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Remembering John McWhinnie: A letter to a great dealer and friend
January 9, 2012

The relationship between a dealer and a client is sometimes all business, but it can also be about friendship. John, you were one of the most interesting friends anyone could have had because you were a total original. You were the only one to deal in a manner that informed both the book world and the art world. There was no one like you, nor is there likely to be: you created your own niche and your own style.

Let’s face it, art-book collecting has never been particularly exciting or sexy, but you succeeded in making it so because who else sold stuff like the original movie script of Mario Puzo’s Godfather or Charles Manson’s insane letters from jail? Your intimate 64th Street gallery was always a discovery. You hung strange collages on the walls and sexy photographs and Sex Pistols paraphernalia, but stepping into your office was even more special. The door was always closed, and each time I visited I’d ask if I could look in, and you’d reluctantly say: “Sure.” I’d look around very carefully at everything, the way I do in an artist’s studio, hunting for clues to how your mind works. Inside I’d find an ever-changing universe of Weegee and Betty Boop photos mixed in with vintage porn and signed Warhol soup cans and shopping bags; it was always a visual feast and the highlight of my visit, whether I bought anything or not.

 

Remember how I found out about you? It was during a visit to Richard Prince’s studio in upstate New York where I first ogled all those amazing rare books in beautiful binders. He’s not a big talker, so he didn’t say where they came from but I found out, and showed up one afternoon at your bookstore gallery in a walk-up on East 64th Street. I was immediately impressed. You sold me every Richard Prince artist book ever published, in special editions, both signed and unsigned, some of them with collages and drawings and all sorts of cool stuff. How about all those Warhol books in every variation, even the most rare in both hardcover and soft cover.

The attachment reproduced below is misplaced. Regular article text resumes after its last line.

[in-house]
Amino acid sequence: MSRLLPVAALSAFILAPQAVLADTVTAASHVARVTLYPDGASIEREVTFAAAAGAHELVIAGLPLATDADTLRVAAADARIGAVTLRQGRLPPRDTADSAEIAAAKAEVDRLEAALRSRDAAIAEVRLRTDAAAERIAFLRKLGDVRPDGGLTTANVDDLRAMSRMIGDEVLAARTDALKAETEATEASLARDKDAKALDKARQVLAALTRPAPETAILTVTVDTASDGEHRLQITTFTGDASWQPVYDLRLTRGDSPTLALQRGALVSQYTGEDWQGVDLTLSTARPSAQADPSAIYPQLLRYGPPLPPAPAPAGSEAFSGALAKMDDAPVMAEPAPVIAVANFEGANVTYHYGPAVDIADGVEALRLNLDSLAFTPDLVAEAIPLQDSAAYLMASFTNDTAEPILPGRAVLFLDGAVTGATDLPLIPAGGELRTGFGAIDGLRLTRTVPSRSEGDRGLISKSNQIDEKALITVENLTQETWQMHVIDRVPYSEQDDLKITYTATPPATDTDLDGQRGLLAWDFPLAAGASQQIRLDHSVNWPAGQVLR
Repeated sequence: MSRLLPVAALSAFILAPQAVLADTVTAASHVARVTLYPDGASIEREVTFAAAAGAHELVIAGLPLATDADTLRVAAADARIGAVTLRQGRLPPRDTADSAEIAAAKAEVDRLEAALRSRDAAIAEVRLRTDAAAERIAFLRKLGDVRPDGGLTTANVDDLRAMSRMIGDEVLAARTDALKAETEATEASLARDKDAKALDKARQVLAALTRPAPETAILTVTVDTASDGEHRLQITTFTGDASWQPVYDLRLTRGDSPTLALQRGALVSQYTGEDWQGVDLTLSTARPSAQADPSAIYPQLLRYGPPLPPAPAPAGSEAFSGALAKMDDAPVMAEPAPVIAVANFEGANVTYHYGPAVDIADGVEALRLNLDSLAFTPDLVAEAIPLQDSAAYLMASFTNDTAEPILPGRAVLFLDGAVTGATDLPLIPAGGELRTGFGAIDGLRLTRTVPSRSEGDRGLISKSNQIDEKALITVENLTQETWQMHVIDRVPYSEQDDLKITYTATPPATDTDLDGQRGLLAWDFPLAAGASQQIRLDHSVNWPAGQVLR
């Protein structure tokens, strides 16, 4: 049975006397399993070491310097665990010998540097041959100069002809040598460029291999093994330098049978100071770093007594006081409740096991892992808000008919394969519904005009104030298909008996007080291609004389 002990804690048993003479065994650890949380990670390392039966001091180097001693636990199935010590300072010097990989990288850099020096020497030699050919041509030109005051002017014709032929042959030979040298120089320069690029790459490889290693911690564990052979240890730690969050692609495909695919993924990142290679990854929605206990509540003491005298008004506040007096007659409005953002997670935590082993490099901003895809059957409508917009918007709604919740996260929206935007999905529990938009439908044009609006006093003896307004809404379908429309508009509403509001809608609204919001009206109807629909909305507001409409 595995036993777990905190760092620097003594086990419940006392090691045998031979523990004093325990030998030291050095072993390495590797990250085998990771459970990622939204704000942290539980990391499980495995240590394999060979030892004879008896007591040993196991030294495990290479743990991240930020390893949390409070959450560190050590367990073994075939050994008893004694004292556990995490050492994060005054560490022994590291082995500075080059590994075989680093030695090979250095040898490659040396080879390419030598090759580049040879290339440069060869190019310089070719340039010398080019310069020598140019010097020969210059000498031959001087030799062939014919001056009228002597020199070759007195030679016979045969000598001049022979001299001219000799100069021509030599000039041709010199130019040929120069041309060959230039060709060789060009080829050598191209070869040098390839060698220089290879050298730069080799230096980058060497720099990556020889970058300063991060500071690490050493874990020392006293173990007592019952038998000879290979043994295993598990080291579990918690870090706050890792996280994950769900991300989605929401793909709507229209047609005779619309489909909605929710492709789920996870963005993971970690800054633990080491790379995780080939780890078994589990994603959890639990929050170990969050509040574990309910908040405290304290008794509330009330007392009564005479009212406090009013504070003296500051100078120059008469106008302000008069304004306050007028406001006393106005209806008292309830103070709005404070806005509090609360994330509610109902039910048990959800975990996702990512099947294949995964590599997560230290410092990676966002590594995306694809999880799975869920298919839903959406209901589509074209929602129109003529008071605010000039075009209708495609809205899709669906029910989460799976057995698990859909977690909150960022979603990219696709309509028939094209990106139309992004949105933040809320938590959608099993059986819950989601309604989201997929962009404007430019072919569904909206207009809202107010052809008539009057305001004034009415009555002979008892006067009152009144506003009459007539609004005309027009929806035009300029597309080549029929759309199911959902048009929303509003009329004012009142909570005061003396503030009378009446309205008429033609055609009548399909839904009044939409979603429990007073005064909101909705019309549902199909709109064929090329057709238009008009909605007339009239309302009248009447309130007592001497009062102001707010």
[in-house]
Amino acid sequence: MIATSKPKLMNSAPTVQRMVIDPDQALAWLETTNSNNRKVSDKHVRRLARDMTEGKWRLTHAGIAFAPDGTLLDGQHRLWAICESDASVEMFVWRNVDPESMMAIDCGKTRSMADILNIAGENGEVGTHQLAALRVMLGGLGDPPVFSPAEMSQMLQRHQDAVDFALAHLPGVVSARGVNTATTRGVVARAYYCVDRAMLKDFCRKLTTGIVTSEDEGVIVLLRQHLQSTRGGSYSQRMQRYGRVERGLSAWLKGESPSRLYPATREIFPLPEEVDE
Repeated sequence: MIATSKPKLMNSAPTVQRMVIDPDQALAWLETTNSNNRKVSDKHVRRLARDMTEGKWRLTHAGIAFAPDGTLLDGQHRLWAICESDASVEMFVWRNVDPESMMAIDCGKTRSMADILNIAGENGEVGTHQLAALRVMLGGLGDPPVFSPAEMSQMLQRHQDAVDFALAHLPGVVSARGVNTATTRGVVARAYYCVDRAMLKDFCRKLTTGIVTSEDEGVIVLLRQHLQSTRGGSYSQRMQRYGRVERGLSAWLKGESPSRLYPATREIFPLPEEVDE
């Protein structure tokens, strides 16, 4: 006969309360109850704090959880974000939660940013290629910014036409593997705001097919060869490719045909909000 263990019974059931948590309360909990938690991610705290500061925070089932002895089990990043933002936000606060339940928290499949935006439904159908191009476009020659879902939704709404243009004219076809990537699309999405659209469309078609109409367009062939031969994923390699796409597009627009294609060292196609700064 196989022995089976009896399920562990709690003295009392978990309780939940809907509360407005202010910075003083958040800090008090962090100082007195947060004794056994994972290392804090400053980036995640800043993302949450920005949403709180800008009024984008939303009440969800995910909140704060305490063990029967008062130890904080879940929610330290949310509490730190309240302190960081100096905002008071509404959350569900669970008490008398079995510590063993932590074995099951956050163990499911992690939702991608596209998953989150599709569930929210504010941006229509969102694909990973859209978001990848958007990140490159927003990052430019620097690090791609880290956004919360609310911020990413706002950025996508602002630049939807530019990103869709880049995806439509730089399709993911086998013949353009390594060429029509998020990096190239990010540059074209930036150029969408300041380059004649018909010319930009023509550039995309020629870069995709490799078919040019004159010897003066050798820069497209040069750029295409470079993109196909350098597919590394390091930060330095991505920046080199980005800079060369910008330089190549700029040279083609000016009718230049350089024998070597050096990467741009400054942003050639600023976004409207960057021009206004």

Then there were all the young, offbeat and outsider artists you showed and championed, and the wonderful artist’s catalogs you wrote and designed for the famous, the infamous and the ones you believed in. Who can forget those hilarious e-mails you sent out for every opening, acting as if something illegal and suspicious was happening? Who’s going to be able to continue that? (Remember the one you sent out on Thanksgiving?)

 

I’d like to remind you that I never saw you take a vacation–as a matter of fact I can’t remember you ever going anywhere, except to your house in Easthampton’s Springs every Saturday at 2 p.m., returning promptly to your 64th Street gallery/office on Tuesday. I never even heard of you going for a swim or doing sports of any kind (though I’ve been told you were good at baseball!) so I’m shocked to hear you had a snorkeling accident. All your buddies out East are surfers, but damn it I never even saw you in a bathing suit!

 

Athlete or not you were a handsome guy, with a wry smile on your face, stubble on your chin and a twinkle in your eye; how could a rare book dealer who specializes in vintage pornography not charm me and everyone else? You certainly charmed your beautiful wife Maria. She always had that loving look in her eyes.

 

Remember all those great dinners we had, full of heady discussions? The 50th birthday party we were at just before Christmas? Damn you, McWhinnie, I don’t want an ending like this. It’s not some big polemic we can fight about and then laugh off. We’re all going to miss you. The art world has lost someone really important and I just wish you could just have stayed home this holiday so we could have spent some more time together.

 

You were the expert on the Beat generation, and you knew everything about every 20th century first edition ever printed, from The Great Gatsby to The Maltese Falcon to On The Road. I didn’t get a chance to buy any of them; the field felt arcane and too brainy to me, or maybe I was a little cheap and a little slow, but I would have gotten there, if you just gave me a little more time. John, how do I finish what we began? I promise I’ll collect more art books, or the first editions and the photos, whatever you say, just don’t let it end like this.